Wes Anderson had taken a bit of a hiatus from live action filmmaking since 2007’s The Darjeeling Limited, so expectations were high for his return to the world of the living. Moonrise Kingdom does not disappoint. Anderson has pretty much made “quirky” his middle name, so it shouldn’t come as a surprise that this story of two children on the run from their parents and the Boy Scouts on an island is the kind of beautifully sweet lark that we would expect from someone of his caliber. The all star cast aces every line, and first time Anderson actors like Bruce Willis and Edward Norton fit right in with their established kin. Everybody seems to be having so much fun, that you’re hard pressed not to enjoy it too, and as topsy-turvy as everything gets, there’s an honest center to the relationships and the characters that keeps the film grounded. If you’re not smiling by the end, you’re likely dead inside.
8 ) Cloud Atlas
Honestly the hardest part about discussing Cloud Atlas is where to begin. At 2 hours and 45 minutes in length, and 6 competing storylines of various genres and structures, there’s very little that isn’t in it. Easily the most ambitious and far-reaching of the releases this calendar year, it’s a shame that pundits will label the film a failure based on its box office receipts, denying the much more complex and engaging success story of the $100 million independent film that wowed audiences around the world and left many scratching their heads for days afterward. For me, the film is a beautiful exercise in understanding our own mortality, and the perpetuation of our ideas across space and time. It is a film that poses hard questions and allows the viewer to search for the answers in themselves, transcending the medium’s idea of a one way street and engaging the audience in a whimsical give and take. Don’t be scared if you don’t know what to make of it just yet. Given a little time, and maybe an additional viewing or two, I’d be surprised if the film didn’t manage to resonate on some fundamental level with everyone who saw it. Just try to avoid thinking about Hugo Weaving‘s Mad Hatter too hard as sometimes the whimsy exists entirely for its own good.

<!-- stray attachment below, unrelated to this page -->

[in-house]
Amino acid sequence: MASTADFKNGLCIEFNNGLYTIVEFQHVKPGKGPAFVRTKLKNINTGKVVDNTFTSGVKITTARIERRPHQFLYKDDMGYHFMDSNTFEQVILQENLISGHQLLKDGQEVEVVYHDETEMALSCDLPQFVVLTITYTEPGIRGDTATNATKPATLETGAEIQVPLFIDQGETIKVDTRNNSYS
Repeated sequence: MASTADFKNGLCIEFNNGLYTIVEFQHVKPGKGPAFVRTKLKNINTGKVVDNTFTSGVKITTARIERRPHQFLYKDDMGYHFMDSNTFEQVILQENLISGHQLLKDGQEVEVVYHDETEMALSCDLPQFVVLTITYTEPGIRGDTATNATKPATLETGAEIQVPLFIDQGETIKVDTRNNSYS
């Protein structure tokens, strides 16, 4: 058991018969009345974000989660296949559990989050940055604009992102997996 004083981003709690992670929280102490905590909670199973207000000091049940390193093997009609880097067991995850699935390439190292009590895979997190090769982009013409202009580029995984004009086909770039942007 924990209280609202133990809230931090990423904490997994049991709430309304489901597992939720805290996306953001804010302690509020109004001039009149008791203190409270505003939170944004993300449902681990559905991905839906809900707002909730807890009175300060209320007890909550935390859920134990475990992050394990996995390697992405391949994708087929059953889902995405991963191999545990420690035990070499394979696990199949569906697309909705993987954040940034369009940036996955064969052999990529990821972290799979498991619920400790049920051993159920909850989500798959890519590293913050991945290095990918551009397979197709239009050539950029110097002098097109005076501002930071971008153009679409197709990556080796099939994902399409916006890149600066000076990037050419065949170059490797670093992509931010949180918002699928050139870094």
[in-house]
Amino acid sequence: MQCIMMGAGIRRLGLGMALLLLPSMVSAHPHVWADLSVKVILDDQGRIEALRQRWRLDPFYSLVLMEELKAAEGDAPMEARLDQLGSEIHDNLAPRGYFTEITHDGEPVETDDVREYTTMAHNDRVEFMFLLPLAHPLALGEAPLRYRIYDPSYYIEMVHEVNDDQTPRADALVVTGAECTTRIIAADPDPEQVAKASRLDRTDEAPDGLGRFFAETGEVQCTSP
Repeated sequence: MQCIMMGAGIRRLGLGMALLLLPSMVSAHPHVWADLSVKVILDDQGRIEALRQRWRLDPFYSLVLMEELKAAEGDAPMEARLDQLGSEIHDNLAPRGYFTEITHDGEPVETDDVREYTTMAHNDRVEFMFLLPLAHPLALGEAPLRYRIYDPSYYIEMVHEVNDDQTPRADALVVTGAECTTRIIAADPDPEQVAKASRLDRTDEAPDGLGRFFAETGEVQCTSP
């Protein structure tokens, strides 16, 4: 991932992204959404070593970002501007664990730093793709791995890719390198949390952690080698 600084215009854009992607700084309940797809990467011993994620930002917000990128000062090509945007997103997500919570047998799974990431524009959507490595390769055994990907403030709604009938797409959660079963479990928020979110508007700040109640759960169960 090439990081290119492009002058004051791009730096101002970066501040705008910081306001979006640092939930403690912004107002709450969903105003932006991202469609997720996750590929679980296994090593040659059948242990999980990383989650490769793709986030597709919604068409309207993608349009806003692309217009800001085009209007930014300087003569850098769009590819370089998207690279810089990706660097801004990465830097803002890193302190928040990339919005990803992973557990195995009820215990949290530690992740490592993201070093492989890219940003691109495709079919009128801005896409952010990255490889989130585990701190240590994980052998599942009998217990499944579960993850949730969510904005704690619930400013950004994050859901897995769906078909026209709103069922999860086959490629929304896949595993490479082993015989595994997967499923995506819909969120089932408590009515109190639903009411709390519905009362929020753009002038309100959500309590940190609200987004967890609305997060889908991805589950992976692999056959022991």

To say this film is anything other than a resounding success would be a lie. Javier Bardem alone brings this film head and shoulders above the previous two, and is one of the strongest Bond villain performances to date. Craig slips back into the role like a comfortable pair of shoes, and Judi Dench is wonderful as always. The Bond/M dynamic remains a strong part of what makes the latest iteration a successful dramatic story, and Bardem serves to complicate that relationship. The emotional core of the story is in the intersection of those three characters, and again, this acts as a departure for the Bond franchise. There’s a family dynamic here that isn’t simply a colorful backdrop for the central conflict, but is, in fact, the point of the film, allowing Mendes to dive into the dramatic and artistic territory that he’s known for, while keeping the pace swift and the action omnipresent. The editing keeps things moving when the story calls for it, but things also slow down quite a bit from time to time, deep breaths to avoid the fatigue and help the movie to earn its over 2 hour runtime.
6) Beasts of the Southern Wild
“In a million years, when kids go to school, they’ll know: there once was a hushpuppy and she lived with her daddy in The Bathtub.” So begins one of the most endearing and convention shaking films of this awards season. A Sundance Film Festival darling, Beasts of the Southern Wild was produced in New Orleans for less than $2 million, a far cry from any of the other budgets on this list. The little-movie-that-could has garned Best Picture and Best Director Oscar nominations, and with good reason. The fascinatingly hopeful and naive tale of a girl coming to terms with her perceived place in the universe pulls back the curtain on an entire human experience that is wholly alien to us, and a worldview that will make you question your own beliefs in a deeply personal way. The fantasy element of the film, though widely discussed by critics, is only a fragment of the bigger picture, a thread in a tapestry that’s at times ingenious and vexing to the viewer. In many ways, the film is as good as we allow it to be, and as a vessel for our projected thoughts and experiences, Beasts is in a class by itself.
5) Seven Psychopaths